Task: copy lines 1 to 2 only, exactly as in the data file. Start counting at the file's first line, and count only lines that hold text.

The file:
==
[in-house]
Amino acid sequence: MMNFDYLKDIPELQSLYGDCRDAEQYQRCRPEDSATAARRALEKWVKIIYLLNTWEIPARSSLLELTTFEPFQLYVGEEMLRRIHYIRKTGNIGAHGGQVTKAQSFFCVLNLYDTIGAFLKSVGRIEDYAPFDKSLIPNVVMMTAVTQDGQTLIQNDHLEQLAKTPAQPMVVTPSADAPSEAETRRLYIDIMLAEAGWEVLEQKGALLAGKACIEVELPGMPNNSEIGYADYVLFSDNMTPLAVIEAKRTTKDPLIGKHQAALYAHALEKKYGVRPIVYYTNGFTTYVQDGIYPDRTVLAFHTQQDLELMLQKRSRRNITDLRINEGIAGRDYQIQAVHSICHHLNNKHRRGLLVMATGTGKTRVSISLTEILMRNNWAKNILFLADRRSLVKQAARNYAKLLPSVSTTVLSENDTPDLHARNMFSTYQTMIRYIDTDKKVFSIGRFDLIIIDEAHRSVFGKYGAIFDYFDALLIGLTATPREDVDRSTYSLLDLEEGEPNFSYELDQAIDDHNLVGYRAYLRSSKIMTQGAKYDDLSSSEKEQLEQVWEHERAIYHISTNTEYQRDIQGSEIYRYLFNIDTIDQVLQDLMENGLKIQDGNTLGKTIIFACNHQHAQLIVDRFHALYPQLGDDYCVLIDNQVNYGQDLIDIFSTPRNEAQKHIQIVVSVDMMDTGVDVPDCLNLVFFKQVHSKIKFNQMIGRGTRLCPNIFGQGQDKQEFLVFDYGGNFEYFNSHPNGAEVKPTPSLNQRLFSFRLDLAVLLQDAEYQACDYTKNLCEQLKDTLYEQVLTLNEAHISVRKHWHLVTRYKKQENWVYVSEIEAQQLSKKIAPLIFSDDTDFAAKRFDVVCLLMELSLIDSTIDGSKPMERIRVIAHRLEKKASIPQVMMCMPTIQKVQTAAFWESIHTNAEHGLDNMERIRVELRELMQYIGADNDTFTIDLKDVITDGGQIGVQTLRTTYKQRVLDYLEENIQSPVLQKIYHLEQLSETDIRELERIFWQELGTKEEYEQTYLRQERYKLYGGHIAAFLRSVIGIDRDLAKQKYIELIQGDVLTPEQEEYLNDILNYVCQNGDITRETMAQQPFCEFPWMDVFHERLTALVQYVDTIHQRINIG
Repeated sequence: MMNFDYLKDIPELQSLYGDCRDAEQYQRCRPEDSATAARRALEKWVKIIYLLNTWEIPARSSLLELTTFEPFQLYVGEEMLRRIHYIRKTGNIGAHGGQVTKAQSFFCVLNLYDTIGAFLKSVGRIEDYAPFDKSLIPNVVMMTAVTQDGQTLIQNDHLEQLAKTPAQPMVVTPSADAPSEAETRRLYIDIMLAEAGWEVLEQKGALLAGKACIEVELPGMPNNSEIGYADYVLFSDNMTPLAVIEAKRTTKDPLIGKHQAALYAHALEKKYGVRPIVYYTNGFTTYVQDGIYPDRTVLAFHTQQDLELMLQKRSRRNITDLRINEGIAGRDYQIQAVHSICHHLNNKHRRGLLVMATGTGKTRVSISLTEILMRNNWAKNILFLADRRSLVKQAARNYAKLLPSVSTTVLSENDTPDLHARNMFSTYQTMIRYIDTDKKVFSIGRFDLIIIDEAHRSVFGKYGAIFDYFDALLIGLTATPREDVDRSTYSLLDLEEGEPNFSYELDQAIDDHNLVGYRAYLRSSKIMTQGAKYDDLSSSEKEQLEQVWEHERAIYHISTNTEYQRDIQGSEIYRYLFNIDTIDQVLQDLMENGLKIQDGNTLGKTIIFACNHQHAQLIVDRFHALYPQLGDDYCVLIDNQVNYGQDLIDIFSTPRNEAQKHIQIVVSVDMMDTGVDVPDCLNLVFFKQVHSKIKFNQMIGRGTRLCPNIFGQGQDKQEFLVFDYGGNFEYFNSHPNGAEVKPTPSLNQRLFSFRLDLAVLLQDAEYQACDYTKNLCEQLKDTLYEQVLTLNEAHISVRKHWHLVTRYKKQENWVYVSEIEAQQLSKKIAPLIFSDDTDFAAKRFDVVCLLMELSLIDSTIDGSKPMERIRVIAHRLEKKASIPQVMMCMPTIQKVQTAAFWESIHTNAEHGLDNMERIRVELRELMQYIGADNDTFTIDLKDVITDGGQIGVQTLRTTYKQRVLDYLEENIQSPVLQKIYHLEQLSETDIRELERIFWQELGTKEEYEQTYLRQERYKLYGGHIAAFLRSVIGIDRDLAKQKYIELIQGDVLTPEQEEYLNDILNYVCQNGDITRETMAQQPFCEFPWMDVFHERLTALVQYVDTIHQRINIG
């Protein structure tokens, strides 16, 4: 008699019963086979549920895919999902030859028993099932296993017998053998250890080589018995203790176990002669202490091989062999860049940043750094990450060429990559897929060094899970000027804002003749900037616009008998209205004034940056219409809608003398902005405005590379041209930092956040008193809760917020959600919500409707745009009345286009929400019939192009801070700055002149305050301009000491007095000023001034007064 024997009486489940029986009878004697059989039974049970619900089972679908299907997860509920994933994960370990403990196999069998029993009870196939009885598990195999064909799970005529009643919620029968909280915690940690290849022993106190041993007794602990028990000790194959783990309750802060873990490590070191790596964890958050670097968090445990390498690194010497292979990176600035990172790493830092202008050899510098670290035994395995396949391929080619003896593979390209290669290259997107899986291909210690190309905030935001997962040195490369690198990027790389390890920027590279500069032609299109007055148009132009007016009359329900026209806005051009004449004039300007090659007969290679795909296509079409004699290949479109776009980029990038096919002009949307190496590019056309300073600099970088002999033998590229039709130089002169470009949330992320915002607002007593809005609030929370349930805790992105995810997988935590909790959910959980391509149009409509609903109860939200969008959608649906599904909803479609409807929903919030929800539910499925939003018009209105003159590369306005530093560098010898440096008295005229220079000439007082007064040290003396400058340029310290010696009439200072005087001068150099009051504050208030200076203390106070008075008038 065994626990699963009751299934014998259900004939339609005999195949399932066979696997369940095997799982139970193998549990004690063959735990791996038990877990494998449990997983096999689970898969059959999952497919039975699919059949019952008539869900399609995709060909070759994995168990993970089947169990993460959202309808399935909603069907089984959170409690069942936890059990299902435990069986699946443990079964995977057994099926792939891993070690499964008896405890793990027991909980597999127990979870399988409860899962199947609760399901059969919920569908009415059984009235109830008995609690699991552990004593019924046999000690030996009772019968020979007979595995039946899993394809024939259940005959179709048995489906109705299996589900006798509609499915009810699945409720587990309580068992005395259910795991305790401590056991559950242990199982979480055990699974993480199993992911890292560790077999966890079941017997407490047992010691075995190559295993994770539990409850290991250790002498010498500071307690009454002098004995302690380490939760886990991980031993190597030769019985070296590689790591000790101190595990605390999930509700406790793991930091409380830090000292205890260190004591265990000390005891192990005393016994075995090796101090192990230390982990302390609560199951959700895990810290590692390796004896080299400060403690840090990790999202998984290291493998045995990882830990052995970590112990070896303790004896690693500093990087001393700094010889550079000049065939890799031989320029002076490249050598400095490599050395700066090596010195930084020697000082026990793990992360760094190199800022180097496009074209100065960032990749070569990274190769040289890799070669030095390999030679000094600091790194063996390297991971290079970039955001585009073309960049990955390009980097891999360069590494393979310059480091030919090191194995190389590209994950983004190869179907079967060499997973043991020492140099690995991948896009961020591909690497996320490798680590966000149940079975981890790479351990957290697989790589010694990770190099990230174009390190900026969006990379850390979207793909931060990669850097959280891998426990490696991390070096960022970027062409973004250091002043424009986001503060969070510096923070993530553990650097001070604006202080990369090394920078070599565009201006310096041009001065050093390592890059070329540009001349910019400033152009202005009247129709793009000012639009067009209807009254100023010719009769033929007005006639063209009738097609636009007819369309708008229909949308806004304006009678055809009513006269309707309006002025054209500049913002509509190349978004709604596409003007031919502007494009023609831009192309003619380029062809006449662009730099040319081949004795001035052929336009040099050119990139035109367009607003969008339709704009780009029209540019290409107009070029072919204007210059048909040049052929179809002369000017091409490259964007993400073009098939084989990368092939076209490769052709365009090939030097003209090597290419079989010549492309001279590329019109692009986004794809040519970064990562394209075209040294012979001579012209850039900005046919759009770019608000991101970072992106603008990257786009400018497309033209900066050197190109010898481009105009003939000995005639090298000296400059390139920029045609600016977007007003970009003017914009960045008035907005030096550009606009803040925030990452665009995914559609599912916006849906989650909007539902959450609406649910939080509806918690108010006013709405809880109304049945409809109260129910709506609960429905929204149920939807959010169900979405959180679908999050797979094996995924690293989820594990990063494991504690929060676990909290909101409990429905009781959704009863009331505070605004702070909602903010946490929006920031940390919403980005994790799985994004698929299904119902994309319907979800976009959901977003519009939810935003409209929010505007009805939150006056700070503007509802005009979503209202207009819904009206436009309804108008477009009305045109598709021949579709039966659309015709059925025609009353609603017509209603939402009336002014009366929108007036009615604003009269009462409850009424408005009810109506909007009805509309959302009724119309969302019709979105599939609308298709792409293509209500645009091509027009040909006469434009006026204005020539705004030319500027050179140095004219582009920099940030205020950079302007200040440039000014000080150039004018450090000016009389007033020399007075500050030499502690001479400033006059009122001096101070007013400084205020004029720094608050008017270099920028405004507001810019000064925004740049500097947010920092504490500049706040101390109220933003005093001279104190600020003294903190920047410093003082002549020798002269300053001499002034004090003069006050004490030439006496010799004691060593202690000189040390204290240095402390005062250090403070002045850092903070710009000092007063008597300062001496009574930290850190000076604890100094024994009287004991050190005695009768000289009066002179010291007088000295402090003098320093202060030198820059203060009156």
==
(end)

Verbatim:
[in-house]
Amino acid sequence: MMNFDYLKDIPELQSLYGDCRDAEQYQRCRPEDSATAARRALEKWVKIIYLLNTWEIPARSSLLELTTFEPFQLYVGEEMLRRIHYIRKTGNIGAHGGQVTKAQSFFCVLNLYDTIGAFLKSVGRIEDYAPFDKSLIPNVVMMTAVTQDGQTLIQNDHLEQLAKTPAQPMVVTPSADAPSEAETRRLYIDIMLAEAGWEVLEQKGALLAGKACIEVELPGMPNNSEIGYADYVLFSDNMTPLAVIEAKRTTKDPLIGKHQAALYAHALEKKYGVRPIVYYTNGFTTYVQDGIYPDRTVLAFHTQQDLELMLQKRSRRNITDLRINEGIAGRDYQIQAVHSICHHLNNKHRRGLLVMATGTGKTRVSISLTEILMRNNWAKNILFLADRRSLVKQAARNYAKLLPSVSTTVLSENDTPDLHARNMFSTYQTMIRYIDTDKKVFSIGRFDLIIIDEAHRSVFGKYGAIFDYFDALLIGLTATPREDVDRSTYSLLDLEEGEPNFSYELDQAIDDHNLVGYRAYLRSSKIMTQGAKYDDLSSSEKEQLEQVWEHERAIYHISTNTEYQRDIQGSEIYRYLFNIDTIDQVLQDLMENGLKIQDGNTLGKTIIFACNHQHAQLIVDRFHALYPQLGDDYCVLIDNQVNYGQDLIDIFSTPRNEAQKHIQIVVSVDMMDTGVDVPDCLNLVFFKQVHSKIKFNQMIGRGTRLCPNIFGQGQDKQEFLVFDYGGNFEYFNSHPNGAEVKPTPSLNQRLFSFRLDLAVLLQDAEYQACDYTKNLCEQLKDTLYEQVLTLNEAHISVRKHWHLVTRYKKQENWVYVSEIEAQQLSKKIAPLIFSDDTDFAAKRFDVVCLLMELSLIDSTIDGSKPMERIRVIAHRLEKKASIPQVMMCMPTIQKVQTAAFWESIHTNAEHGLDNMERIRVELRELMQYIGADNDTFTIDLKDVITDGGQIGVQTLRTTYKQRVLDYLEENIQSPVLQKIYHLEQLSETDIRELERIFWQELGTKEEYEQTYLRQERYKLYGGHIAAFLRSVIGIDRDLAKQKYIELIQGDVLTPEQEEYLNDILNYVCQNGDITRETMAQQPFCEFPWMDVFHERLTALVQYVDTIHQRINIG